Midland Bloodborne Pathogens Training
Duration: 1 Hours
This one hour Bloodborne Pathogens training course is ideal to understand the requirements under the OSHA 1910.1030 Confined Space Entrant/Attendant
Schedule Bloodborne Pathogens training in Midland from the course calendar below or by calling (432) 203-8332 or email the office
Take the class online by going to https://www.oilfield.training/p/bloodborne-pathogens
Click on a service below for the online calendar and registration form.
Contagious microorganisms can be found in human blood. They may cause sickness in people referred to as blood-borne pathogens. These viral infections include human immunodeficiency virus (HIV), hepatitis B virus (HBV), and hepatitis C virus (HCV). Workers who sustain injuries from needles or other sharp objects run the risk of being exposed to blood-borne infections. Workers in a wide variety of professions, like emergency rescuers, cleaning staff in some sectors, nurses and other medical professionals, etc, are all potentially at risk for encountering blood-borne viruses.
Prevention from blood-borne pathogens and control:
An employer is required to establish an exposure management plan for the workplace that includes specifics on employee protective measures to minimize the risks associated with regular contact with blood-borne pathogens. Additionally, the plan is required to include a description of how a company will implement technical and work practice restrictions, necessary safety clothing and accessories, training of employees, medical monitoring, hepatitis B vaccinations, and other requirements that are mandated by OSHA’s Bloodborne Pathogens Standard. It is seen that most engineering and technical controls are considered primary sources for reducing the worker’s exposure to blood-borne pathogens. Following are the best practices that can be implemented for the prevention of injuries leading to bloodborne pathogens:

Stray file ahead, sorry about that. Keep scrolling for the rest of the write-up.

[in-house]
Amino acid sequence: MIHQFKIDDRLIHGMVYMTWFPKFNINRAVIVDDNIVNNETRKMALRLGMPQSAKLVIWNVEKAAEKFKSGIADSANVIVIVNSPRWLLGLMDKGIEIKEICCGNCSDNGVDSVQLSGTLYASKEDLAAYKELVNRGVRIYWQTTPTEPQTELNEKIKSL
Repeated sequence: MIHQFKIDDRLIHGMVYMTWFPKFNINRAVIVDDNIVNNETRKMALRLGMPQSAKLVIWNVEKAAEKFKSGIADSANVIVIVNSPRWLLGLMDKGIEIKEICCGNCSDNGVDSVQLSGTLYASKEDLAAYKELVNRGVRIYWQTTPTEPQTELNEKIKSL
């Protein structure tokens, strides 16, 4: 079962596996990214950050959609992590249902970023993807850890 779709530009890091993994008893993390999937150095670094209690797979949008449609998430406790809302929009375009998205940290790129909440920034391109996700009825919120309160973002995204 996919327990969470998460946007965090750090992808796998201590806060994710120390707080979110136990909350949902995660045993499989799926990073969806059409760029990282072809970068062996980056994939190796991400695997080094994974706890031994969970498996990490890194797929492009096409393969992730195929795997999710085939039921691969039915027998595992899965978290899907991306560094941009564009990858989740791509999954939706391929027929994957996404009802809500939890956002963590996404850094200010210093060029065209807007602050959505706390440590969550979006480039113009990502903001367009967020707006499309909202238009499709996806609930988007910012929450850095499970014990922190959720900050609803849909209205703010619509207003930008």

- Before implementing any procedure, ensure that there is proper handling, disposal, and safety.
- Use effective and safe needless types of equipment if available at the site.
- The safety specifications and features for the device should be activated.
- Contaminated needles or any other sharp equipment must not be used again for any process.
- Used needles must be immediately disposed of at proper secure places.
- The workers must be given training for blood-borne pathogens.
“2000 Needlestick Safety and Prevention Act” is a rule that specifies precautions to protect employees from health dangers associated with blood-borne diseases. It was created to protect workers in the United States. It includes rules for hepatitis B vaccines, potential danger awareness and collaboration, documentation, technical and work practice controls, and environmental management strategies. The standard puts restrictions on employers of employees to infectious materials such as blood, specific tissues, and bodily fluids. These employers include healthcare facilities, laboratories, and other places that handle infectious materials. It is important for all the employees who have exposure to human tissues, blood, pathogenic agents, and cell lines found in the body to take training in blood-borne pathogens programs.
Therefore, it is important to know the ways following which exposure to blood-borne pathogen occurs. How transmission occurs in any situation must be adhered to by the concerned workers and authorities. From a student to someone who is collecting blood samples in the laboratory or doing something similar at any place must be given on spot first aid in case of an accident. This would prevent and control exposure to blood-borne pathogens that are critical for human health.